Patent Citations
Cited PatentFiling datePublication dateApplicantTitle
US4007450 *Jun 30, 1975Feb 8, 1977International Business Machines CorporationData sharing computer network
US4432657 *Mar 26, 1982Feb 21, 1984Bethlehem Steel CorporationPyrometer method for measuring slab temperature in a reheat furnace
US4498142 *Oct 13, 1981Feb 5, 1985International Business Machines CorporationMethod for updating a program on a combined program diskette in an interactive text processing system
US4558413 *Nov 21, 1983Dec 10, 1985Xerox CorporationSoftware version management system
US4644468Jul 20, 1984Feb 17, 1987International Business Machines Corp.Name usage support through distributed processing networks linked by bridges and/or gateways
US4648036 *Mar 6, 1985Mar 3, 1987At&T Bell LaboratoriesMethod for controlling query and update processing in a database system
US4710870Jul 10, 1985Dec 1, 1987Bell Communications Research, Inc.Central computer backup system utilizing localized data bases
US4714992 *Nov 26, 1985Dec 22, 1987International Business Machines CorporationCommunication for version management in a distributed information service
US4747130Dec 17, 1985May 24, 1988American Telephone And Telegraph Company, At&T Bell LaboratoriesResource allocation in distributed control systems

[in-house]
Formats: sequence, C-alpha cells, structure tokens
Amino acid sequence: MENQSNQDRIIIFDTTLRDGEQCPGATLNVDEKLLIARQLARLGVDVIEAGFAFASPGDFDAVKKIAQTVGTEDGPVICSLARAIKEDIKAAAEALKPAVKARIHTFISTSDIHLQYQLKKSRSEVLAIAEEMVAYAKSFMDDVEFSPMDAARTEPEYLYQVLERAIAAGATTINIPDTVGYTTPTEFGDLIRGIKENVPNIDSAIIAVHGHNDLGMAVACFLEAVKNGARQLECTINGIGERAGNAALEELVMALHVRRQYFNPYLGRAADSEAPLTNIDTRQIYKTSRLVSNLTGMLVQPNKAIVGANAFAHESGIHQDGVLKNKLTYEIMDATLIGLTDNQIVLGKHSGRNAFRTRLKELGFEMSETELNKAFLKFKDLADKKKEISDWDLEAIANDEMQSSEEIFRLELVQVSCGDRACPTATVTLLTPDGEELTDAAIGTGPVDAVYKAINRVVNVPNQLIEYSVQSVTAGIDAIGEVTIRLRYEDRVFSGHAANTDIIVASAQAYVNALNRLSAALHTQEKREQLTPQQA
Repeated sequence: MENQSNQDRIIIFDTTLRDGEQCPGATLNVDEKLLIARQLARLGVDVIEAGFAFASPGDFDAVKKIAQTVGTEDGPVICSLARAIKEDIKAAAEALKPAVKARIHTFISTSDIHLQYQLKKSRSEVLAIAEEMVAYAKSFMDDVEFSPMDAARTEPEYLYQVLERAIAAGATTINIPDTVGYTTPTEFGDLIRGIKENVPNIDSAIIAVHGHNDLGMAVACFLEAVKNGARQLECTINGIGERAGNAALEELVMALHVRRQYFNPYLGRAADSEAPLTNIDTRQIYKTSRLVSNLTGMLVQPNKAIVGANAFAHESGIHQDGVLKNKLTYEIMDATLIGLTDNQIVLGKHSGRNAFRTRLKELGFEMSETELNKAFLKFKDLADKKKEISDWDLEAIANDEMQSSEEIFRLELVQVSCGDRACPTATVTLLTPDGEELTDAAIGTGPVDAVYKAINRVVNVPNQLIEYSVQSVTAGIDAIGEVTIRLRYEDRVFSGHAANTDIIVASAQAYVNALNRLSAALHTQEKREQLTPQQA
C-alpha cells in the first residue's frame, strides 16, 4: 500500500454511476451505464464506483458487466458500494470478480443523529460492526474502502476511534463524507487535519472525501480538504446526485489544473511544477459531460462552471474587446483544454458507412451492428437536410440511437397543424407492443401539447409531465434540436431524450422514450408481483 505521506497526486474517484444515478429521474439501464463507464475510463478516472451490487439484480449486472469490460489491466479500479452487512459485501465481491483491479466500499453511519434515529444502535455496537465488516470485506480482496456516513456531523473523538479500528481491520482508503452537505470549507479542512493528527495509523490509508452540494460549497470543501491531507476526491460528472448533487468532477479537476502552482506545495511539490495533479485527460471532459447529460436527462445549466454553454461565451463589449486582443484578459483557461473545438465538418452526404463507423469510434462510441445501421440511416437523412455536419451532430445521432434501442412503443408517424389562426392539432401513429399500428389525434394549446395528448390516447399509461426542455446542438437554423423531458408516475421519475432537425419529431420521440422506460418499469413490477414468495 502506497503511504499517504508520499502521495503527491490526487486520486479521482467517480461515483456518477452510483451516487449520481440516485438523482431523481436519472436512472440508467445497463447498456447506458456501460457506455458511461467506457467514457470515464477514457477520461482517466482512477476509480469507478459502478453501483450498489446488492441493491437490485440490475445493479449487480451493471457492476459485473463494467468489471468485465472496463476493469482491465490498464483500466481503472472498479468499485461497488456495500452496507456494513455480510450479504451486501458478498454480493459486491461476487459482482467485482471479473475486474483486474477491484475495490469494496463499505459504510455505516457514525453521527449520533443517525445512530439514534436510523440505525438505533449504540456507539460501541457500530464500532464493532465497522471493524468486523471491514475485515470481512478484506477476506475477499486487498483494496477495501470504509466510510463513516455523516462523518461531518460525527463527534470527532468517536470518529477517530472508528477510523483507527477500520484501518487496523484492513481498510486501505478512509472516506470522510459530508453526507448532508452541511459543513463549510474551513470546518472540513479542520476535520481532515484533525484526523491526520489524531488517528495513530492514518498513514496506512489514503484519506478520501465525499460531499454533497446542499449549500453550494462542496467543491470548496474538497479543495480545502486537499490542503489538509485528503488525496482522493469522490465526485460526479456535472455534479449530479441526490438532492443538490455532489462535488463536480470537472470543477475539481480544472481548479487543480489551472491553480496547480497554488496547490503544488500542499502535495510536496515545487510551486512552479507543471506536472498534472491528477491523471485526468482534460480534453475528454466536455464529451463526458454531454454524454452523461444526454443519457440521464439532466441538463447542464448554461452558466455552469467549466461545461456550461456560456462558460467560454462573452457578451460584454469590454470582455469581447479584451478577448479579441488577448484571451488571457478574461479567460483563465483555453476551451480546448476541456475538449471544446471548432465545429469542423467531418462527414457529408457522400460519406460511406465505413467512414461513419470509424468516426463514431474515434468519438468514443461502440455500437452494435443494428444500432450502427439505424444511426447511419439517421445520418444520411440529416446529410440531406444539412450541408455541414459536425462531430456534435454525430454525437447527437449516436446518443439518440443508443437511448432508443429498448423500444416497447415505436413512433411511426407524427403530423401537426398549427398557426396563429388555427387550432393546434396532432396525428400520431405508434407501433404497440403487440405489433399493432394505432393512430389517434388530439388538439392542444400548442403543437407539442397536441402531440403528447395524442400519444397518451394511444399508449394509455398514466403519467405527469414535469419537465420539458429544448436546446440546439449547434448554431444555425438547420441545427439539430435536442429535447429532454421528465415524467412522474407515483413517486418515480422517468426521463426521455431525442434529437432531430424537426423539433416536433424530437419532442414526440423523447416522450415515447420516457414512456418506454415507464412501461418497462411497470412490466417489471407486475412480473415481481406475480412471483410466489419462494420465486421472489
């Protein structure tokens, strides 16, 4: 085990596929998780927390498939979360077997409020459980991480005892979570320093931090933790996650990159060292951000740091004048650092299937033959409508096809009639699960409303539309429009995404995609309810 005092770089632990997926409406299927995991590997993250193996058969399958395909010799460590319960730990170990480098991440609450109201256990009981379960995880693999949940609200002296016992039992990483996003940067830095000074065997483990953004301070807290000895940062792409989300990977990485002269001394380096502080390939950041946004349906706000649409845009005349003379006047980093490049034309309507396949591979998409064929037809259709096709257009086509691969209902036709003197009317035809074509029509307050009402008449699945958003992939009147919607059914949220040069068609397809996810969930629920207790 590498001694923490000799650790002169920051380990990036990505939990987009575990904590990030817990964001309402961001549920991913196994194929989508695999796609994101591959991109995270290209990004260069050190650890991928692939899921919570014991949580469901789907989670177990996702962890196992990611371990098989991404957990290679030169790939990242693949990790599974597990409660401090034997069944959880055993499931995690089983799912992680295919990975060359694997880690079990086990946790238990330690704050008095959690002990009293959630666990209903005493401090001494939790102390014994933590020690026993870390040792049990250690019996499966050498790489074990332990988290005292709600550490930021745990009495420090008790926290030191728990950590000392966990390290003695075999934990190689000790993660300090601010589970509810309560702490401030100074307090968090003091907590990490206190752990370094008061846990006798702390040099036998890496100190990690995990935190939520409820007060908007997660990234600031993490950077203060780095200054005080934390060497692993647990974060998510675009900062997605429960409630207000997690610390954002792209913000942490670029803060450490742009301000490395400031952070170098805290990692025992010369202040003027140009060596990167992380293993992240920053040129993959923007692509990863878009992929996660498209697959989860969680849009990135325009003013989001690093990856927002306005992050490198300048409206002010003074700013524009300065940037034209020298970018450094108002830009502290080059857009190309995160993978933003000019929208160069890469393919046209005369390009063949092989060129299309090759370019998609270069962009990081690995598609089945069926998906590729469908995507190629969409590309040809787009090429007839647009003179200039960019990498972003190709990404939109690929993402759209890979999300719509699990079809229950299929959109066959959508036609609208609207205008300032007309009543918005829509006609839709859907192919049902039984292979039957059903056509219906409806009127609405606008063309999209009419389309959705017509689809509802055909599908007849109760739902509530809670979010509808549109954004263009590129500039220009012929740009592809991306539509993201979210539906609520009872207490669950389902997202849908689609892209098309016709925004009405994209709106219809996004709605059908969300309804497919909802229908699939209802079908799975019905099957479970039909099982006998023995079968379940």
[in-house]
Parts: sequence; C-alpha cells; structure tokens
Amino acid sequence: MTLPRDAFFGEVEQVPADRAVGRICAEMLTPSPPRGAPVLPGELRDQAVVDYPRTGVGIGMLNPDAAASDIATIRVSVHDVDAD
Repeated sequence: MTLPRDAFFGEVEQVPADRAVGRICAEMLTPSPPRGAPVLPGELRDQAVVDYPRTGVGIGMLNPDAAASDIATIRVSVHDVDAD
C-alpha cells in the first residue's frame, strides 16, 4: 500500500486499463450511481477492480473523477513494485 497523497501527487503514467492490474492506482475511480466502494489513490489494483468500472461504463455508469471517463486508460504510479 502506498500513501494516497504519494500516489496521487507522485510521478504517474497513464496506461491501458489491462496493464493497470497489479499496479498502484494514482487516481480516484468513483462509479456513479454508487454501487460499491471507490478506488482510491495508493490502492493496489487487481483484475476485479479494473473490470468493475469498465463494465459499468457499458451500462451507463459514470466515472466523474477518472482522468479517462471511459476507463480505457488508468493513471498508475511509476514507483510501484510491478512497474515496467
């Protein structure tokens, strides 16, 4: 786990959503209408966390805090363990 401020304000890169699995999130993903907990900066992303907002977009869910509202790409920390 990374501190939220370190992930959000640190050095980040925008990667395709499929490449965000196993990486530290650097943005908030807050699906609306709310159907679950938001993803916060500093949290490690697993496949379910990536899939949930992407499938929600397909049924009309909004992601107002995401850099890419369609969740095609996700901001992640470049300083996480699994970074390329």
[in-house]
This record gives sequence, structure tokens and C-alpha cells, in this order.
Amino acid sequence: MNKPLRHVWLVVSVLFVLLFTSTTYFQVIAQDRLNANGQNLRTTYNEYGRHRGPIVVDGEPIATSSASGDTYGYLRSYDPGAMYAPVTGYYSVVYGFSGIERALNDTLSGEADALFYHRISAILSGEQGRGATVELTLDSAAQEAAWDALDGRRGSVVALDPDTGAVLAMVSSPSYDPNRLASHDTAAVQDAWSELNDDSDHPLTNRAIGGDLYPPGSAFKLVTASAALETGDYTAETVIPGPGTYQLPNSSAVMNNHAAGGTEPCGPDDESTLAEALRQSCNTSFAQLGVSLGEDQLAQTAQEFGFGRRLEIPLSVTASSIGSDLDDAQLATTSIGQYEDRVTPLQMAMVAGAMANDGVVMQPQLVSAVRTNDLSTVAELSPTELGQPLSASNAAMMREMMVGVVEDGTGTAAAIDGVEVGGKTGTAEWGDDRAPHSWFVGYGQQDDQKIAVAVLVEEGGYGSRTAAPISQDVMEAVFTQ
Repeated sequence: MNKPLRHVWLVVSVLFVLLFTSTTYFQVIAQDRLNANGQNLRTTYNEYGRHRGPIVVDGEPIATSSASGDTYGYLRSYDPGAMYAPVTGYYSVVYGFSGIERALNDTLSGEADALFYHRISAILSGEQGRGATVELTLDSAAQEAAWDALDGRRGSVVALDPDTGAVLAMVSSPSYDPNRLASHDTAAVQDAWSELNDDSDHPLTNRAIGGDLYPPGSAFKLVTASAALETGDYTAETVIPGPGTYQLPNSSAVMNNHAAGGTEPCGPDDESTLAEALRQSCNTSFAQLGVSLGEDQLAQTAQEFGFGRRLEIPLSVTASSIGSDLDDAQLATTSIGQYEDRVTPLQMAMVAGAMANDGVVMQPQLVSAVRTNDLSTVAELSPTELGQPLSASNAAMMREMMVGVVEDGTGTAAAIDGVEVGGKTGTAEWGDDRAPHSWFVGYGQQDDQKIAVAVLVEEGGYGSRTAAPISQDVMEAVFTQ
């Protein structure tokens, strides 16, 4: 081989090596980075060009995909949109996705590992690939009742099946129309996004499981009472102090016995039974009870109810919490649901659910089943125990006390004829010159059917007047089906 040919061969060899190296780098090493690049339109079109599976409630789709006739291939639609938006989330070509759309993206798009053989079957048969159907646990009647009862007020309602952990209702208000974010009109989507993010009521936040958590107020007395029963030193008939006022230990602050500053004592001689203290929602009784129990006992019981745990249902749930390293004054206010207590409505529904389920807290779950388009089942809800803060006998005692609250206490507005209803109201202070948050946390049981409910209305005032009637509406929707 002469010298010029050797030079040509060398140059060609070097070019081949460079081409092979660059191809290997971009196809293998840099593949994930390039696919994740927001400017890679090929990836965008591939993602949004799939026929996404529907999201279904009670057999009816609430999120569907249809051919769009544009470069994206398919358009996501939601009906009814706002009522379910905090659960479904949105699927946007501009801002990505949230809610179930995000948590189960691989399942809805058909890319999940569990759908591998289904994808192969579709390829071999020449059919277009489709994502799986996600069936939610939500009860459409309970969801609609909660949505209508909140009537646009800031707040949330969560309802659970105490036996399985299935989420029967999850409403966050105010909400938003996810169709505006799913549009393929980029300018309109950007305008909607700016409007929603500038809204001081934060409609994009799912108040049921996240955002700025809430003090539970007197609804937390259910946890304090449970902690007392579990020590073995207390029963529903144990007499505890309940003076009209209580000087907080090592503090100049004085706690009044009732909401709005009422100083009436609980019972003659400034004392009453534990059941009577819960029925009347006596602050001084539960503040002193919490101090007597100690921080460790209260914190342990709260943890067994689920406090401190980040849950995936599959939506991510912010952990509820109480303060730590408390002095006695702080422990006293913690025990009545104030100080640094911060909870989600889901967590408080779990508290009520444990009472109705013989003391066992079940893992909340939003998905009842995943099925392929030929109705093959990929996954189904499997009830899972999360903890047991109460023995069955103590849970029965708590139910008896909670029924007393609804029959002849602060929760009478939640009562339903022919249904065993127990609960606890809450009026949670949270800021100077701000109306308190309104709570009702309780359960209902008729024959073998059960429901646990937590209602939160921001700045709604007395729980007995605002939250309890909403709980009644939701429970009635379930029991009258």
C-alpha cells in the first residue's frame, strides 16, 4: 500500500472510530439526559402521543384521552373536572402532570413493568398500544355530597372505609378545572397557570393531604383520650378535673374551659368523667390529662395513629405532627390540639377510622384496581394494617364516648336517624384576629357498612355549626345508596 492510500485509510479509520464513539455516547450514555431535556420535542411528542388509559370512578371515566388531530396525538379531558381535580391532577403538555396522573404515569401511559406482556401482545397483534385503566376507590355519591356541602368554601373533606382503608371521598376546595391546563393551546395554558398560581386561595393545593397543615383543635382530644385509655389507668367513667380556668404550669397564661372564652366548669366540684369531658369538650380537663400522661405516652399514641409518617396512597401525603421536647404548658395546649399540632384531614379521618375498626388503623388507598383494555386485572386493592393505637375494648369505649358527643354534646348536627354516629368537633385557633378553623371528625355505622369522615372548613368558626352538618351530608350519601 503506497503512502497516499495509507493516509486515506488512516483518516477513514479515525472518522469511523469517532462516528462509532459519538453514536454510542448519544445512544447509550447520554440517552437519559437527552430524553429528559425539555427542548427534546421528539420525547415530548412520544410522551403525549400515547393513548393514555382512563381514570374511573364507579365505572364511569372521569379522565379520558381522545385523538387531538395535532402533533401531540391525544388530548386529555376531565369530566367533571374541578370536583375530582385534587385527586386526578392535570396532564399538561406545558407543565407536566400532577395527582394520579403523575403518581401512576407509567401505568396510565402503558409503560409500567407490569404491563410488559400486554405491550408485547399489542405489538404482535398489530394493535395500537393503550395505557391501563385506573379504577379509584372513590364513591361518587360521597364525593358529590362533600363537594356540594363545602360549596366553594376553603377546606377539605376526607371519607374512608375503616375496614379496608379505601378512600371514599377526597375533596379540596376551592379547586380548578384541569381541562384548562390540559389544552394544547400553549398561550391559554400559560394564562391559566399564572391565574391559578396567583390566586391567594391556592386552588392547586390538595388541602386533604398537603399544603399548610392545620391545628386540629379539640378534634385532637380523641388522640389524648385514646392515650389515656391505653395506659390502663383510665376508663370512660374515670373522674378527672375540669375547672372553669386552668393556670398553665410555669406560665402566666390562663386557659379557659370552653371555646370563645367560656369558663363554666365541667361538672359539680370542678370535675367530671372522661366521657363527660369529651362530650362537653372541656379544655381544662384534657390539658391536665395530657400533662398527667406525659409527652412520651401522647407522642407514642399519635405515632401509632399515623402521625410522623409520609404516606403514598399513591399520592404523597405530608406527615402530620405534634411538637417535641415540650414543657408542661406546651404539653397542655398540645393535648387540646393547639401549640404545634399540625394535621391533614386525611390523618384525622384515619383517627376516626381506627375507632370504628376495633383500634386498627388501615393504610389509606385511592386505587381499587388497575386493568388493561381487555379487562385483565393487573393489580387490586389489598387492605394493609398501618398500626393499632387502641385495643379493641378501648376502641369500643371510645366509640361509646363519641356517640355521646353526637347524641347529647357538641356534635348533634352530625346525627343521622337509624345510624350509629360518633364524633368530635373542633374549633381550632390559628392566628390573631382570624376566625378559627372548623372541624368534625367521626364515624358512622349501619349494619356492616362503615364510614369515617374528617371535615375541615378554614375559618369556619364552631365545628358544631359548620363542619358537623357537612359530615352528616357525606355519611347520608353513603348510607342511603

US4769772Feb 28, 1985Sep 6, 1988Honeywell Bull, Inc.Automated query optimization method using both global and parallel local optimizations for materialization access planning for distributed databases
US4780821Jul 29, 1986Oct 25, 1988International Business Machines Corp.Method for multiple programs management within a network having a server computer and a plurality of remote computers
US4800488Nov 12, 1985Jan 24, 1989American Telephone And Telegraph Company, At&T Bell LaboratoriesMethod of propagating resource information in a computer network
US4819154Dec 4, 1986Apr 4, 1989Sequoia Systems, Inc.Memory back up system with one cache memory and two physically separated main memories
US4823261 *Nov 24, 1986Apr 18, 1989International Business Machines Corp.Multiprocessor system for updating status information through flip-flopping read version and write version of checkpoint data
US4845658Dec 1, 1986Jul 4, 1989Massachusetts Institute Of TechnologyInformation method and apparatus using simplex and duplex communications